Saving money can seem impossible. How are you supposed to save if you aren’t earning enough? According to The Wall Street Journal, nearly half of Americans would struggle to come up with $400 in case of emergency. Why do so many of us have this problem?

There’s some interesting research that looks at the psychological reasons people struggle to save. Behavioral economists have found several reasons people have difficulty saving:

We Are Irrational:  We constantly make choices that don’t make sense when it comes to finances. We fail to see the big picture, and instead, make choices based on our emotions.

We Prioritize Current Desires over Long-Term Goals:  We often have “present bias” when it comes to purchasing. When that paycheck comes, we’ll splurge on a new outfit rather than setting aside funds for a rainy day.

We Don’t Fix Problems that Don’t Need Immediate Attention:  It’s easy to brush aside tasks when doing them won’t have an immediate effect on our lives. And so, we delay planning for retirement or doing something as simple as filling out a form—even if it will save us money in the future.

We Underestimate the Frequency of Special Occasions:  It may seem like buying that birthday present or celebrating a night out is a one time ordeal, but studies show these events occur much more frequently than we account for.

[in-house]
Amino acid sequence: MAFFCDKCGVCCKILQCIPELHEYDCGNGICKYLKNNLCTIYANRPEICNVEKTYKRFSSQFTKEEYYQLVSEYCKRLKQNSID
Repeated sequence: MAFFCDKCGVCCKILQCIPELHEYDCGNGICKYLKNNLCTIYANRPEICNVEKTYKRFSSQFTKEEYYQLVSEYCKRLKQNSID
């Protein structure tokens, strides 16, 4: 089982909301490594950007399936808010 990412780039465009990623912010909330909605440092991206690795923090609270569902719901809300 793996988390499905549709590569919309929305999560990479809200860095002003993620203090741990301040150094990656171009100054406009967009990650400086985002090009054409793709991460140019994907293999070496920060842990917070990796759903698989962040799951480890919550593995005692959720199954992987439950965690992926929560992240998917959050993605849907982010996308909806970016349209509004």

So, what can we do with this information? We can be aware of our bad habits and try to replace them with good ones. Here are some ways you can trick yourself into saving:

1. Hide Your Money

Have a percent of your paycheck automatically deposited into your savings account. If you never see the money in the first place, you’re less likely to be tempted to spend it.

2. Re-Name Your Savings

Doing something as simple as changing the name of your savings fund can have a big impact. If your extra money is labeled “Europe Vacation” or “Emergency Savings,” you’re more motivated to actually use it for that purpose.

3. Track Your Budget

Use an app like Mint to keep tabs on your budget. You can link it directly to your bank accounts and see an overview of how you’re spending your money. You may be less likely to order take out every night once you realize how much of your income those meals are costing you.

4. Divert Funds

When you pay off a bill or cancel a subscription, continue to take that monthly payment out of your account and put it towards savings. After all, if you’ve been getting by without extra money, you won’t miss it. You can also use an app like Digit, which periodically takes a few bucks out of you account and puts it in a rainy-day fund for you.

5. Play the “Save Money” Game

Set yourself up for success by turning your financial goals into a challenge. You could stash every $10 bill you get, or you could reinforce a good habit like exercising by adding money into savings every time you skip your morning run.

6. Shop Smart

Whenever you buy something online, you should check for coupons, in addition to using cash-back sites like Ebates. Also, make sure you are getting the most out of your credit card purchases by finding a card with rewards that suit your needs.